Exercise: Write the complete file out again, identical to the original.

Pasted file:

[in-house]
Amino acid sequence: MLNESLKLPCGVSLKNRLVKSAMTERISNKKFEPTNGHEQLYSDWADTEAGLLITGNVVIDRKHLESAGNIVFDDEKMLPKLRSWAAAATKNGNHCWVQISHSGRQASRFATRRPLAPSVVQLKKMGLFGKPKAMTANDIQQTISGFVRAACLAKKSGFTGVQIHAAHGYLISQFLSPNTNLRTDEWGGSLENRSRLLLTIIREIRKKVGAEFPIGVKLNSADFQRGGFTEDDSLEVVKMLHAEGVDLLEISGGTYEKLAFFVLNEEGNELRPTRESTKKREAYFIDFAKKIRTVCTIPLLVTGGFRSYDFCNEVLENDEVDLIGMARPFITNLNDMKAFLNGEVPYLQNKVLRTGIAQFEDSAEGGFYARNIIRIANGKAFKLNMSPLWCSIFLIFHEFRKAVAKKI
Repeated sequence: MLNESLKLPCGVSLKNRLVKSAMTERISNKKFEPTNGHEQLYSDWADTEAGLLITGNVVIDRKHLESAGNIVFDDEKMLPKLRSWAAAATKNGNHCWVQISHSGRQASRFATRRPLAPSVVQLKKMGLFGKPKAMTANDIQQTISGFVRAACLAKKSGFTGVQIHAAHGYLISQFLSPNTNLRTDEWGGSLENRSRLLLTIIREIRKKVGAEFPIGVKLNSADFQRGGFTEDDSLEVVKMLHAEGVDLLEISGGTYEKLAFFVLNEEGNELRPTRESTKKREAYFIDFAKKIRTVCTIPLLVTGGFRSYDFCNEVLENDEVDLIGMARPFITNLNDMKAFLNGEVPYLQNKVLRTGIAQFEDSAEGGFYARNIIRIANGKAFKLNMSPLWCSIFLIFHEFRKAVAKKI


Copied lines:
[in-house]
Amino acid sequence: MLNESLKLPCGVSLKNRLVKSAMTERISNKKFEPTNGHEQLYSDWADTEAGLLITGNVVIDRKHLESAGNIVFDDEKMLPKLRSWAAAATKNGNHCWVQISHSGRQASRFATRRPLAPSVVQLKKMGLFGKPKAMTANDIQQTISGFVRAACLAKKSGFTGVQIHAAHGYLISQFLSPNTNLRTDEWGGSLENRSRLLLTIIREIRKKVGAEFPIGVKLNSADFQRGGFTEDDSLEVVKMLHAEGVDLLEISGGTYEKLAFFVLNEEGNELRPTRESTKKREAYFIDFAKKIRTVCTIPLLVTGGFRSYDFCNEVLENDEVDLIGMARPFITNLNDMKAFLNGEVPYLQNKVLRTGIAQFEDSAEGGFYARNIIRIANGKAFKLNMSPLWCSIFLIFHEFRKAVAKKI
Repeated sequence: MLNESLKLPCGVSLKNRLVKSAMTERISNKKFEPTNGHEQLYSDWADTEAGLLITGNVVIDRKHLESAGNIVFDDEKMLPKLRSWAAAATKNGNHCWVQISHSGRQASRFATRRPLAPSVVQLKKMGLFGKPKAMTANDIQQTISGFVRAACLAKKSGFTGVQIHAAHGYLISQFLSPNTNLRTDEWGGSLENRSRLLLTIIREIRKKVGAEFPIGVKLNSADFQRGGFTEDDSLEVVKMLHAEGVDLLEISGGTYEKLAFFVLNEEGNELRPTRESTKKREAYFIDFAKKIRTVCTIPLLVTGGFRSYDFCNEVLENDEVDLIGMARPFITNLNDMKAFLNGEVPYLQNKVLRTGIAQFEDSAEGGFYARNIIRIANGKAFKLNMSPLWCSIFLIFHEFRKAVAKKI